And yet Mildred Pierce has a visceral, snake-farm fascination. Any mother who's ever had daughter troubles (I'd guess that would be most who have daughters) will be immediately engaged. And whatever other problems the mini may have, Haynes clearly conveys Cain's basic message: when you allow a kid to grow up unfettered by conscience or scruples, the result is apt to be unpleasant. In his introduction, Tom Wolfe calls Veda "a little bitch." Yet we finish able to offer Mildred at least conditional forgiveness. Veda is, after all, what she has, and Mildred fights for it, tooth and nail. And there's this bonus: Haynes has given us Cain's original shocker of a climax unvarnished and in lurid close-up.
Midnight Shadow(1939) 54 min. In a quiet, all-black Oklahoma community live the Wilsons, whose pretty daughter Margaret is courted by awkward Buster and suave stage mentalist Prince Alihabad. On one busy night, Mr. Wilson shows his valuables to Alihabad, who plans to elope with Margaret; a mysterious man hangs around while another burglarizes the house; and someone murders Mr. Wilson! Will the killer be caught by the police, or by bumbling correspondence-school detective Junior Lingley?
4 Rare comedy shorts produced by Al Christie. Spencer Williams (later Andy in "Amos 'n Andy" on TV) appears in each."Framing of the Shrew" - Downtrodden husband stars divorce proceedings. "Melancholy Dame" - A nightclub owner's wife, jealous of his attentions to his star singer, schemes to get her fired. "Music Hath Harms" - Roscoe claims to be champion horn player, but he can't play a bit. When he enters a contest a friend hides under the stage to make the music. "Oft in the Silly Night" - A chauffeur falls in love with the daughter of his employer.
Mrs. Holland was born in Suffolk, Virginia on January 26, 1946, and was the daughter of the late Robert Paul Hollowell, Sr. and Willie Mae Spivey Hollowell. Retired from the Sunbury Branch of First Citizens Bank, she was a member of Damascus Christian Church.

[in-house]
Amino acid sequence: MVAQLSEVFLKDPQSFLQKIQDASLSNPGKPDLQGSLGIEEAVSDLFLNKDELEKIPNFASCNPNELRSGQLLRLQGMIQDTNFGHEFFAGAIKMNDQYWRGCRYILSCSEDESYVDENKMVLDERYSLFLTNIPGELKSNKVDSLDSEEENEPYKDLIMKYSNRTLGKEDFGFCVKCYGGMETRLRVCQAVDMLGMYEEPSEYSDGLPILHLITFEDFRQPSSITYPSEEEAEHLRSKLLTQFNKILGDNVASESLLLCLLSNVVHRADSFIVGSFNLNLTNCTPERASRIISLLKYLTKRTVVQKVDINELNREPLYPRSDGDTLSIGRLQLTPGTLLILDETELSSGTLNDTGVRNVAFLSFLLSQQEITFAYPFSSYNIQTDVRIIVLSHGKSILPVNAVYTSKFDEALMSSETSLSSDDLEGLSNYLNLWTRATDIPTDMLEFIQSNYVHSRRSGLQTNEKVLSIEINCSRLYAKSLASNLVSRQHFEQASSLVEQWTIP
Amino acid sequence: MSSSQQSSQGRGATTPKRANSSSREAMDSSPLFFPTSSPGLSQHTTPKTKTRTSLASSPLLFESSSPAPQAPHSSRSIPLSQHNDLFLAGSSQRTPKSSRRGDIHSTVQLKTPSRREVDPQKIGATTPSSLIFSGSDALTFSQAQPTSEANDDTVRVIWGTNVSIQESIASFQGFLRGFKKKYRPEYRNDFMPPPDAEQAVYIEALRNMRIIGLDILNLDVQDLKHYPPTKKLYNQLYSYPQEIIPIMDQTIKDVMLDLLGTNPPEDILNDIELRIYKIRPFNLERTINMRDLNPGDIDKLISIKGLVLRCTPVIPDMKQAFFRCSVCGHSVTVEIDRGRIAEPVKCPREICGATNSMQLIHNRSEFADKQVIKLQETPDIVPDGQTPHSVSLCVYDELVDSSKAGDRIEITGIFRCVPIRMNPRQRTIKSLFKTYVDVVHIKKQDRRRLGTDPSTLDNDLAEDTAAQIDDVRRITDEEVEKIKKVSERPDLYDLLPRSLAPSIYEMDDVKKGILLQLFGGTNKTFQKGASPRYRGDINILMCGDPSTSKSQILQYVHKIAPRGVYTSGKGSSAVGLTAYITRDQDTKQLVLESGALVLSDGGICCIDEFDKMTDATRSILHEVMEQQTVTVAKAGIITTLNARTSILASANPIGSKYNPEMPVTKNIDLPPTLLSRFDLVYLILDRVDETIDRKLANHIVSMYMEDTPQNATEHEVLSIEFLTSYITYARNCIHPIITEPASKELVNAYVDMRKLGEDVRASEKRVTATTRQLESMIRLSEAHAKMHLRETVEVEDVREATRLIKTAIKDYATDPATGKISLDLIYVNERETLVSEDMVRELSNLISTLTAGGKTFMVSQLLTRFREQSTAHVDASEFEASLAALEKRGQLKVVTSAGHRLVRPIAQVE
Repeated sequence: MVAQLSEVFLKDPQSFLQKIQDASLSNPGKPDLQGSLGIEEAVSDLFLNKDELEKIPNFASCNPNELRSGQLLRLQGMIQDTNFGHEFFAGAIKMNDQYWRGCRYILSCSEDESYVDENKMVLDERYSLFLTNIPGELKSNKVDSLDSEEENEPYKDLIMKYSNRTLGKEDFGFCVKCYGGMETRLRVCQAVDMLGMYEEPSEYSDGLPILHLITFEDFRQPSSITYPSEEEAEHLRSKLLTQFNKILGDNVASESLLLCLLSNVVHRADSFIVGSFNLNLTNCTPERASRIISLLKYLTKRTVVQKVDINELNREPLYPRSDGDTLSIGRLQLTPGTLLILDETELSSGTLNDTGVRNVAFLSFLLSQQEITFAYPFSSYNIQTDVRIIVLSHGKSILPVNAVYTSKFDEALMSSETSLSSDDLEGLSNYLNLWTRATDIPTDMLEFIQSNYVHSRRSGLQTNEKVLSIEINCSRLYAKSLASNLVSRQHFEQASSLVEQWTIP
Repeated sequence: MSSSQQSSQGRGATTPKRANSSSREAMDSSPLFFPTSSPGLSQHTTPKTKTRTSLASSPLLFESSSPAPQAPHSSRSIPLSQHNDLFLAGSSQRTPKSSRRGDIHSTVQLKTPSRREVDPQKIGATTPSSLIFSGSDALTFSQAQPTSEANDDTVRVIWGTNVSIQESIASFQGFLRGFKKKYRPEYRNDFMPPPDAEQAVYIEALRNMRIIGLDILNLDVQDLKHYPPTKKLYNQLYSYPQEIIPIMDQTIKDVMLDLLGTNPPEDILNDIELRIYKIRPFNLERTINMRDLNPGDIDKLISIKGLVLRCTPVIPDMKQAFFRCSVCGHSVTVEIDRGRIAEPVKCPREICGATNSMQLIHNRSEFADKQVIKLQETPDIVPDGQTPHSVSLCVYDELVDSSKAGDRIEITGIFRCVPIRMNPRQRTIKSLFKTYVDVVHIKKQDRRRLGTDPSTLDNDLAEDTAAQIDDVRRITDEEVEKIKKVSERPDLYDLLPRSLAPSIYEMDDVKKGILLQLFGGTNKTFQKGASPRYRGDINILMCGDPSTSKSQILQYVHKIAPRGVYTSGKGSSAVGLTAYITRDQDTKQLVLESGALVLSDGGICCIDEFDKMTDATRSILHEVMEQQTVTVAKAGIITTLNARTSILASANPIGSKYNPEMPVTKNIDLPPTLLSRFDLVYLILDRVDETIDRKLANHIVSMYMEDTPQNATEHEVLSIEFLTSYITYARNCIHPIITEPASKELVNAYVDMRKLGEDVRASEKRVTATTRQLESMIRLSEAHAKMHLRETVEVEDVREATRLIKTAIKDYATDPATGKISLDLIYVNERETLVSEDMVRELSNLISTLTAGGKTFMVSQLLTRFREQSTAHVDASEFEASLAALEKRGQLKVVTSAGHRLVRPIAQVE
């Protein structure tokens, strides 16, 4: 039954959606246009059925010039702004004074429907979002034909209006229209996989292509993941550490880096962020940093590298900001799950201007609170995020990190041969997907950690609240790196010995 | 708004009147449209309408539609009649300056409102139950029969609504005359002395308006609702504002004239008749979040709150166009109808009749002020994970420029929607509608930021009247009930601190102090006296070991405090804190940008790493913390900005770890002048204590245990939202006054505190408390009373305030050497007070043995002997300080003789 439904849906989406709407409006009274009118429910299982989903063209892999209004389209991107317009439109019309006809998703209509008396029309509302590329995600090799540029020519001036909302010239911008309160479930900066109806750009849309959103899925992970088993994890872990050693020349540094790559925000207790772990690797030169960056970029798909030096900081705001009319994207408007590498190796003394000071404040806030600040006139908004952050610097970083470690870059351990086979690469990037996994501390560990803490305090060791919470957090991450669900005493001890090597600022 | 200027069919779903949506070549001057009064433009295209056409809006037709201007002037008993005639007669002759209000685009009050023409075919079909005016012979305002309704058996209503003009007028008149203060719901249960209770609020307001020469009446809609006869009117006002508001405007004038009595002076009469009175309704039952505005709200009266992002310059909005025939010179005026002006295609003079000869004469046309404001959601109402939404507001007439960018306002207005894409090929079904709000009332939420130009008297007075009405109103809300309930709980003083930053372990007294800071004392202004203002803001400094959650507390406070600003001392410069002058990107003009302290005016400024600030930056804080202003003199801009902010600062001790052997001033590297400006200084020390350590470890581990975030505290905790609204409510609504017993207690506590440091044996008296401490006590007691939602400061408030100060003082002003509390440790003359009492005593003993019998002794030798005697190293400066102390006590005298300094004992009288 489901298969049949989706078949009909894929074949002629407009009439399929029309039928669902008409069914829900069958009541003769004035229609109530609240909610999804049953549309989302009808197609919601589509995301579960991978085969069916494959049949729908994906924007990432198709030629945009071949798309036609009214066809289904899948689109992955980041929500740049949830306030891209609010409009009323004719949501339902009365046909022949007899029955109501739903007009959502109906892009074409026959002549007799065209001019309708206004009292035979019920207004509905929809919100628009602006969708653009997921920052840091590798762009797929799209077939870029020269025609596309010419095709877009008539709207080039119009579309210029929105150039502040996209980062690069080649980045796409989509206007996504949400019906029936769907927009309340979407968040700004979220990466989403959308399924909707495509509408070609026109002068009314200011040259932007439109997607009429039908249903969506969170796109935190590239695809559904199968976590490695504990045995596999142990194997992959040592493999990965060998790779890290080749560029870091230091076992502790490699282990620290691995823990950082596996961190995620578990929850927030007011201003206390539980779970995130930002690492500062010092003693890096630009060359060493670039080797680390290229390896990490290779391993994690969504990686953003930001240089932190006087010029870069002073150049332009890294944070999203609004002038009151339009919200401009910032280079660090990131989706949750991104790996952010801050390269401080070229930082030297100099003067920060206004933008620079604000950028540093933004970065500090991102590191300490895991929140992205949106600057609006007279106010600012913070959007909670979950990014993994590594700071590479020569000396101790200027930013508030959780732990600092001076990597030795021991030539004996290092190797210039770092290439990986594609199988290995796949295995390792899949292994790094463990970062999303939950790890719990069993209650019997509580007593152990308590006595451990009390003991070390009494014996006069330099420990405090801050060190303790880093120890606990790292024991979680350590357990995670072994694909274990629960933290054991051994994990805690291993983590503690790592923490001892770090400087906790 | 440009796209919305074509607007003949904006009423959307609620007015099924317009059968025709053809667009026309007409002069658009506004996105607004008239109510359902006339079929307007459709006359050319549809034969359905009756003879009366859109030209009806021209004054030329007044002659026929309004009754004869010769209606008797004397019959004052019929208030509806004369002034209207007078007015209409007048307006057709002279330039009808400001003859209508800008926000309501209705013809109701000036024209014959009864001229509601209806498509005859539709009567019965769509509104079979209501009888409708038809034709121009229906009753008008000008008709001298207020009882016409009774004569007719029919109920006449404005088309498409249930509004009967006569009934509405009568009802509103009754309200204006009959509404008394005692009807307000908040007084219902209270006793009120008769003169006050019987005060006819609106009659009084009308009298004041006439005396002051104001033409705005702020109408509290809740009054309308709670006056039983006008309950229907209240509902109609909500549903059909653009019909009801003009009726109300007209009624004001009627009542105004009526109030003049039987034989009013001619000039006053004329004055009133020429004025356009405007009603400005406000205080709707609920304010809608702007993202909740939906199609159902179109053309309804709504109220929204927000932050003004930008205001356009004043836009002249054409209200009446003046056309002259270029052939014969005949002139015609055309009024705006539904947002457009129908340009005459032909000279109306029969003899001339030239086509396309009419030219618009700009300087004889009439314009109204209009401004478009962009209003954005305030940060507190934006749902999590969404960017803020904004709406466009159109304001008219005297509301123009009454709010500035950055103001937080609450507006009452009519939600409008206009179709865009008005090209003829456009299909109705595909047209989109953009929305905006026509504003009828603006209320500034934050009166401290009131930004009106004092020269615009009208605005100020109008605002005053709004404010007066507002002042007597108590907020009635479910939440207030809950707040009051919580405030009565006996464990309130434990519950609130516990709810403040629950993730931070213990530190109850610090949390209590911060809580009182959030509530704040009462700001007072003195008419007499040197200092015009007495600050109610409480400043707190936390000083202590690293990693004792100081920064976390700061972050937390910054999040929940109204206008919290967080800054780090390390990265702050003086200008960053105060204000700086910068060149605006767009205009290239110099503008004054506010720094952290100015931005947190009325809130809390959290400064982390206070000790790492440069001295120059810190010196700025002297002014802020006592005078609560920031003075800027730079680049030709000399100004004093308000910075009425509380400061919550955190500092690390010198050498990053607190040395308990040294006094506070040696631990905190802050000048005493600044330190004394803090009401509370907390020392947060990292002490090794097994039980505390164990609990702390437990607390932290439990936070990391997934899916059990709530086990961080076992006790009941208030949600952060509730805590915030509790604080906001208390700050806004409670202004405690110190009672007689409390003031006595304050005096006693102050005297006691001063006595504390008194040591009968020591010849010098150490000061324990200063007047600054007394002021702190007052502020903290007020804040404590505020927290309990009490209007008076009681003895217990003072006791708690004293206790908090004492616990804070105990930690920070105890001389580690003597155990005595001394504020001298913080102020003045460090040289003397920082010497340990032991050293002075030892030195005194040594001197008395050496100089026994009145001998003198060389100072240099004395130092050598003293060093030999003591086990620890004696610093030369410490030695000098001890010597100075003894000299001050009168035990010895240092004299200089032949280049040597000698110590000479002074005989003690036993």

My final story begins and ends, however, with something as trivial as a box cutter. Mine had broken a few days earlier and, finding it a useful tool to keep in a kitchen drawer, I paid a visit to my local hardware shop to purchase a new one. Upon my return, a letter was waiting for me from an estate agent, a similar one delivered to every resident of Winterville Court, politely informing each of us that the flat below my own was being put up for sale. The previous occupant, Mr Richardson, had lived in Flat One for some thirty years but died shortly before Christmas, leaving the dwelling empty. His daughter, a speech therapist, resided in New York and, to the best of my knowledge, had no plans to return to London, so I had made my peace with the fact that it would not be long before I was forced to interact with a stranger in the lobby, perhaps even having to feign an interest in his or her life or be required to divulge small details about my own.
Madame Rose (Françoise Rosay) runs a seedy hotel in a suburb of Paris. She makes her long-suffering daughter Simone (Andrée Clément) work as a chambermaid for nothing more than room and board. Strong-minded but without the least moral scruple, she once killed her husband whose honesty was a hindrance to her business. Under a suspended sentence, she now indulges in smuggling.
Mildred has always wanted to write - which is not to say she has always wanted to be a professional writer. One the contrary, for years She wrote only for her own pleasure, and it wasn't until her husband suggested that She ought to send one of her stories to a publisher that they put several publishers names into a hat and pulled one out. The trouble was, She never used to finish any of the stories, and Caroline, her first published book as Anne Mather, was the first book she'd actually completed. She was newly married then, and her daughter was just a baby, and it was quite a job juggling her household chores and scribbling away in exercise books every chance She got. Not very professional, as you can see, but that's the way it was. The rest as they say in history. And now, more than 160 books later, She's literally - excuse the pun - staggered by what happened. She also published books as Caroline Fleming or Cardine Fleming. Her Anne Mather's novel, Leopard in the Snow, was developed into a 1978 movie. 041b061a72